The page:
Code Club: Week 2
Based on the advice of Rebecca and Keith, I kicked off week 2 with the students seated on the carpet in front of the board while I demonstrated Whack-a-witch, the project they’d soon be coding.
This is a great technique. The moment of relative calm was a good time to ask the students how they were doing, whether they were enjoying the sunshine, and who had tried out Scratch at home. Happily, the majority had.
A quick note: Andrew Johns put together an excellent letter to parents regarding Scratch. It’s well worth printing and sending home with students, or giving to the teacher so they can mail it out. It’s also included in the Code Club material.
You may recall me saying in the first post how much fun it is to use Scratch on a big interactive whiteboard. Well, playing the games you’ve built is even more fun.
I launched Whack-a-witch in full-screen and got myself a score of 18 witches-whacked. The students loved this and immediately wanted to try beating my score. Which they did, easily. If they were so good at playing the game, I suggested, they should have no problem making a better version of it themselves. Everyone scrambled to their computers.
As with Week 1, not all the worksheets printed out correctly. Luckily, I had the PDF loaded onto a thumb-drive so rushed round the room loading it up on everyone’s machines.
At the time, I was worried about how long this all took. The students were anxious to start and it was quite fiddly getting through a succession of Windows security alerts to open the PDF. In hindsight though, it was really worthwhile spending a minute with each student right at the start, to make sure they had everything they needed.
One of the students even realised that I could do with a hand and collaborated with Keith to print the worksheets (in colour!) and staple them together. Solid gold hero.
The biggest lesson for me during club 2 was to spend a decent amount of time with each student when they got stuck. During week 1, I would rush from student to student, reacting as quickly as possible to every call for assistance. This time round, I realised the students don’t mind waiting a minute or two, and had usually solved their own problem by the time I made it over.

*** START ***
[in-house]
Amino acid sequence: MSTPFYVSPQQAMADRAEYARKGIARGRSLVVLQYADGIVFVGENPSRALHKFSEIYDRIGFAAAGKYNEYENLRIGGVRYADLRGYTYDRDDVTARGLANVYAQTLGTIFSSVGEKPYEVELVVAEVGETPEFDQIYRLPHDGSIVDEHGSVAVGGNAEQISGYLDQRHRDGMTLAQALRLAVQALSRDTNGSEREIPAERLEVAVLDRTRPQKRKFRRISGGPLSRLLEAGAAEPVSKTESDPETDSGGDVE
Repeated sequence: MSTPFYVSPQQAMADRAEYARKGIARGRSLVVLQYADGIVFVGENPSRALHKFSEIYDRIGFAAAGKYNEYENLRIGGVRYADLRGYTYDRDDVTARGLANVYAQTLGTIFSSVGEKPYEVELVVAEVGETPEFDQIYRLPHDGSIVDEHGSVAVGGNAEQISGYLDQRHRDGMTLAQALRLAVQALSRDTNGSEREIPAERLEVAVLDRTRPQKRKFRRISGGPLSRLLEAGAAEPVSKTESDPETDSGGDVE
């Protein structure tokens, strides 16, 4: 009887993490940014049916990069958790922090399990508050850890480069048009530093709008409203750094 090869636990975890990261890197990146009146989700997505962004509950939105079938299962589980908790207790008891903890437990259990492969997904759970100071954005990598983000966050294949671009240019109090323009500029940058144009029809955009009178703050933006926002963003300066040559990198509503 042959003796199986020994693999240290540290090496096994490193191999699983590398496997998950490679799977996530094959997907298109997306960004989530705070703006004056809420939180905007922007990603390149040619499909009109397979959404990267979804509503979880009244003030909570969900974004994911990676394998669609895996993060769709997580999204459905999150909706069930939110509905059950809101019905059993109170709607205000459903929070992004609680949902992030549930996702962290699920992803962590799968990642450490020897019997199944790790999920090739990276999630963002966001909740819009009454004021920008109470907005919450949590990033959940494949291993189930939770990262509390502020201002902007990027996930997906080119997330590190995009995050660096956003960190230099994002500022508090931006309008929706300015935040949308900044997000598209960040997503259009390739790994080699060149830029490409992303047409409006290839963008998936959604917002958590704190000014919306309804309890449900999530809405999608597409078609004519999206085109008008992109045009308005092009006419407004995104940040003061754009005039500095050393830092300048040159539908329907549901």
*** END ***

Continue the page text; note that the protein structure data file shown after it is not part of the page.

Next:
Spending that extra bit of time working through a problem was great. With coding, you learn way more when things don’t work than when they do. This goes for adults and kids alike. And anyway, software never works quite right on the first try.
Interestingly, there was one step that nearly everyone asked about.
move speed steps?”
Learning that the orange variable block could be plugged into other blocks in place of static numbers was a penny-drop moment for the students. They all seemed to twig immediately how powerful this could be.
This insight about variables translates directly to any other programming language, and into algebra and mathematics generally. This is the real genius of Scratch — while the blocks might look fun and friendly, it’s real programming and real logic.
Whack-a-witch sneakily introduces another extremely powerful concept: parallel operations. The chunk of code (left) that controls the witch’s movement is separate from the chunk which makes her appear and disappear (right), but they’re both running at the same time.
It took me ages to get to grips with parallel programming when I first started out, and here Code Club have made it simple and natural. Nice one.
A final thought:
I was given a piece of advice by a friend which goes something like this:
When teaching children, always have a trick up your sleeve. You’ll sometimes need it to win back their attention.
Code is pretty much magic anyway ;) so I would advise getting familiar enough with the project that you can add a few extra blocks and make it do something new and unexpected. It’ll help cement your reputation as a coding ninja, if nothing else.